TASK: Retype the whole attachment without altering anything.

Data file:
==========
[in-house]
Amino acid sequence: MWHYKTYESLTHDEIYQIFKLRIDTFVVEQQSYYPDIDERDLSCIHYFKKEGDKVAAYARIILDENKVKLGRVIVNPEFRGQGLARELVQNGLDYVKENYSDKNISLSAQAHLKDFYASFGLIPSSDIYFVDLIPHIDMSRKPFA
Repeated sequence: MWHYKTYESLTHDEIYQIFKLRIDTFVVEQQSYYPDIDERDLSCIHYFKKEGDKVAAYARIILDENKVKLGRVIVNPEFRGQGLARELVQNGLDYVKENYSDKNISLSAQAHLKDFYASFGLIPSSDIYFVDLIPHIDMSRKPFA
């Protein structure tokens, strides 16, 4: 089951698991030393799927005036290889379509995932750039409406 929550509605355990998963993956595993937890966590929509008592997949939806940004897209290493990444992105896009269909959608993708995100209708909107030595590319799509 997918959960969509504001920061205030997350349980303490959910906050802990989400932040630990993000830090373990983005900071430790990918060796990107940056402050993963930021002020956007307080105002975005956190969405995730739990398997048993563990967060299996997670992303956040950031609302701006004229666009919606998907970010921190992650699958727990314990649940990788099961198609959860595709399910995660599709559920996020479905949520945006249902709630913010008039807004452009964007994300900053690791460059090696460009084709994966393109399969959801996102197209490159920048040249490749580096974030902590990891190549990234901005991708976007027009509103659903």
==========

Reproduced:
[in-house]
Amino acid sequence: MWHYKTYESLTHDEIYQIFKLRIDTFVVEQQSYYPDIDERDLSCIHYFKKEGDKVAAYARIILDENKVKLGRVIVNPEFRGQGLARELVQNGLDYVKENYSDKNISLSAQAHLKDFYASFGLIPSSDIYFVDLIPHIDMSRKPFA
Repeated sequence: MWHYKTYESLTHDEIYQIFKLRIDTFVVEQQSYYPDIDERDLSCIHYFKKEGDKVAAYARIILDENKVKLGRVIVNPEFRGQGLARELVQNGLDYVKENYSDKNISLSAQAHLKDFYASFGLIPSSDIYFVDLIPHIDMSRKPFA
């Protein structure tokens, strides 16, 4: 089951698991030393799927005036290889379509995932750039409406 929550509605355990998963993956595993937890966590929509008592997949939806940004897209290493990444992105896009269909959608993708995100209708909107030595590319799509 997918959960969509504001920061205030997350349980303490959910906050802990989400932040630990993000830090373990983005900071430790990918060796990107940056402050993963930021002020956007307080105002975005956190969405995730739990398997048993563990967060299996997670992303956040950031609302701006004229666009919606998907970010921190992650699958727990314990649940990788099961198609959860595709399910995660599709559920996020479905949520945006249902709630913010008039807004452009964007994300900053690791460059090696460009084709994966393109399969959801996102197209490159920048040249490749580096974030902590990891190549990234901005991708976007027009509103659903």